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I'm from Saskatchewan, Canada and have two Irish Setters. Our sport is .....Agility!!!! We compete in AAC (Agility Association of Canada) and most recently attended our first CKC event.

Zena is 4 years old (5 in November) and has her ADC (Agility Dog of Canada), SGDC (Starters Games Dog of Canada) AGDC (Advanced Games Dog of Canada) MJDC (Masters Jumpers Dog of Canada) titles.

We have been competing for 2 and 1/2 years.

I've attended quite a few seminars and enjoy sharing information. We struggle with rear crosses, I seem to get my feet tangled up. Contacts are our nemesis, I can't seem to set the criteria. She's a big girl so a two on two off isn't appealing to me but a running is ending up in alot of fly offs. Anyone have any suggestions?

I've attached a couple of courses from the AAC if you're interested.

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You sure have found a lovely sport for you and your setter! ;)

I´ve done agility with my oldest IS "Ami" for 6 years and with her daughter "Nala" a bit more than 3 years.
This year we have been lazy and I think it is time for Ami to retire... We do some fast runs and fun stuff at the agility field every now and then with her but she isn`t competing anymore.

Ami was competing in the highest level (MAXI III) and Nala in the second level (MAXI II).
With Ami we never had such big problems but with Nala...oh yeah...contacts one of the biggest problem.
I used 2 on 2 off with her - it worked and was very clear for her. In 2 months she learned to take the contacts very well. But in that time we only did contacts - nothing else.

You have fun doing agility!
I enjoy agility with Megan and did a few training sessions with Milo also(but he was not brave enough for heights!!) He is a big dog and found the dog walk very difficult!! I have only competed a little with Megan as I am not very fit but we still do some training for fun! This year I was busy with a house move etc. so will get back into it next year! The few sessions I did lately with Megan were great and she was fresher than ever and remembered everything from last year(just a bit rusty on the weaves!) Hope to start my shepherd soon too!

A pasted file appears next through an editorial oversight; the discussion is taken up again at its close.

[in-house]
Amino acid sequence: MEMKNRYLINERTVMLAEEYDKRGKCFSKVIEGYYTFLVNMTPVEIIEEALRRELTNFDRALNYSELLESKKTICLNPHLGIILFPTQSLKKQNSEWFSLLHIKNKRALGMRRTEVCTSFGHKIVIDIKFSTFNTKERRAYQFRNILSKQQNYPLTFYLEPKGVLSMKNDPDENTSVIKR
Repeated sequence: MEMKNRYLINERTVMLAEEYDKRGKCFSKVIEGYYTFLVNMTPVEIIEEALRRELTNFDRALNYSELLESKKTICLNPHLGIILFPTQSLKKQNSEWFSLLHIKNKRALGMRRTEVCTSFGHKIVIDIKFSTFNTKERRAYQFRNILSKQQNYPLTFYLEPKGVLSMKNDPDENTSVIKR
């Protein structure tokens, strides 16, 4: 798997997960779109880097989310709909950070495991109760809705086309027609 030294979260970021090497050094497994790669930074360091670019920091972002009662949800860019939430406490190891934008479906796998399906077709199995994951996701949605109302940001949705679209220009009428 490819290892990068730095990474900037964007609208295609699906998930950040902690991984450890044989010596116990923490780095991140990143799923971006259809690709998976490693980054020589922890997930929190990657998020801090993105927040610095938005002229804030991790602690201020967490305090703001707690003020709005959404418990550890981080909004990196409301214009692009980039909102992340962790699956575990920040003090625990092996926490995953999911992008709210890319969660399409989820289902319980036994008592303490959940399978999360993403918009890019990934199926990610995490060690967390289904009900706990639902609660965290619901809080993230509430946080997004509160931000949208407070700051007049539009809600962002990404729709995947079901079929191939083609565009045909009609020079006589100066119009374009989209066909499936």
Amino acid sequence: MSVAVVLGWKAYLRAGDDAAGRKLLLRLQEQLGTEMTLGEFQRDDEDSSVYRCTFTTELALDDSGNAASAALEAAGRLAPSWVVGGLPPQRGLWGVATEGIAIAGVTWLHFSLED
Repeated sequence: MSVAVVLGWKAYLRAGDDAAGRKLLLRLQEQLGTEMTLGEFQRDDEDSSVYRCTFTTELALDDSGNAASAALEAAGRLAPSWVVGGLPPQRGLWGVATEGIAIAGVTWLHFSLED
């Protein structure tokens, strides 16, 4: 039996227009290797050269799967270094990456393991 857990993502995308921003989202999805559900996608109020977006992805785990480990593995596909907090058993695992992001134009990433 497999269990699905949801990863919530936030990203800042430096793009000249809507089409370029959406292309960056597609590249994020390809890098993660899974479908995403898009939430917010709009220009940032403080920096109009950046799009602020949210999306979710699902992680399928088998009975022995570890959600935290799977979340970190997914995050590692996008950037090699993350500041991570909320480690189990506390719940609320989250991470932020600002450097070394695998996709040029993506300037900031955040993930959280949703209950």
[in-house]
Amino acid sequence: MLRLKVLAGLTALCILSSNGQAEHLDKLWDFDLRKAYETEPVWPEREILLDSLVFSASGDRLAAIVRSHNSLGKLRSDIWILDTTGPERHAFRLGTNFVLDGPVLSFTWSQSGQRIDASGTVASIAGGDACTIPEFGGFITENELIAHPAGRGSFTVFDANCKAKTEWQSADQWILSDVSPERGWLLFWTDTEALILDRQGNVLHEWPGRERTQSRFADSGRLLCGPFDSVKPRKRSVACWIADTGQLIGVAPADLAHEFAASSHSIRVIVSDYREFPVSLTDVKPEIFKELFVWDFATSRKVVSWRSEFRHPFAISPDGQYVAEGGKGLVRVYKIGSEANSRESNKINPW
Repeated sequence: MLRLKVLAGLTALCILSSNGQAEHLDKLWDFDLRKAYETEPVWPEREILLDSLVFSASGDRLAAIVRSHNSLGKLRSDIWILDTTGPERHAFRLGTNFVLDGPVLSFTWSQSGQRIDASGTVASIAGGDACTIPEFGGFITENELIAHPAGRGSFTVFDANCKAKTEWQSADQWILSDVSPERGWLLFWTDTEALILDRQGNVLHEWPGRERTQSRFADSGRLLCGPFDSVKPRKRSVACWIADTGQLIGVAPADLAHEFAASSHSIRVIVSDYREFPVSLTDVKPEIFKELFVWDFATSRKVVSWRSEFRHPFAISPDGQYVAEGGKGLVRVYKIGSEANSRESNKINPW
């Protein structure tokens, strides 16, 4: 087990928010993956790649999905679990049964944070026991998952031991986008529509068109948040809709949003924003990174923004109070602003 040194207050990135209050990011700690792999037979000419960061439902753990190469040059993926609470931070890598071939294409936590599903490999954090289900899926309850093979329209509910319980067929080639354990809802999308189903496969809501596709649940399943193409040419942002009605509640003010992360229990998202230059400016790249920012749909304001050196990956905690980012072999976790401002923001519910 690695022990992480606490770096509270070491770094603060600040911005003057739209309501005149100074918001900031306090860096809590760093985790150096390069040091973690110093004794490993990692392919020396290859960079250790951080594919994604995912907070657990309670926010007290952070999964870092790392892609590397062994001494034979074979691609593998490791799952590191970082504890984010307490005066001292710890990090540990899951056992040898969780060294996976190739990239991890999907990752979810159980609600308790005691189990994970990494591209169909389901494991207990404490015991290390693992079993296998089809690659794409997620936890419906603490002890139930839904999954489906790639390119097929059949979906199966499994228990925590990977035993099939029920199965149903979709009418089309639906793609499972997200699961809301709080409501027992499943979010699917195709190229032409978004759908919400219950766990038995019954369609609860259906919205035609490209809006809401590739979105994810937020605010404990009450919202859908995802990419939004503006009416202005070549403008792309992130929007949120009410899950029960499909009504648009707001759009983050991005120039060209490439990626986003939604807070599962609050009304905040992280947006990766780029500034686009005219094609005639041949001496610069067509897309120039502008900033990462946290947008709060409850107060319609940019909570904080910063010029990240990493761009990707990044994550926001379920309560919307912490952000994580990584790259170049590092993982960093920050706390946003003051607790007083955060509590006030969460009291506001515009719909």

Yes, it certainly takes time but its always interesting when people see Irish in the Agility ring here for the first time. In my area they are used to it but when we first started people were shocked. Its also amazing how you might be rusty but it doesn't take long if the basics are there. Glad you are enjoying the agility with Megan!
Megan is the only Irish Setter doing Agility in Ireland at the moment(There are some great red and whites competing also!) We managed a second place at a championship show last year in an introductory class!! She is quite fast and her favourite obstacles are the seesaw the tyre and the tunnel also the long jump!! Her least favourite is the dog walk as she had a bad fall from one last year during a training session! So we are taking that back to basics as she is rushing it too much!! As if she wants to get it over with as quickly as possible!
When she had her bad fall, did you put her back on right away? When Zena took her dive I did and went back to the basics as well but it really seemed that until I changed the name we couldn't get past it. I know it sounds strange but "walk on" was our original name and once it became "bridge" she sees it differently. I know that I really had to work on how I handled that piece of equipment. I try to be out of the picture and let her perform it independent of me......easier said than done!!

One of Zena's favorite pieces is the teeter as well!

Good for you in your placement!!!! We don't have a long jump in the AAC so interested in hearing other things that are different.

Megan went back on the dog walk after her fall(she was only badly winded) but she still goes too fast and often will not do the contact unless I get her to wait before the contact point! I need to be close to her coming down for a good contact! But she is fast generally anyway(I am not fit enough at the moment to keep up with her) But will continue to do it for fun for now and perhaps next year start competing again!! She is also a barker going around the course!! She gets so excited!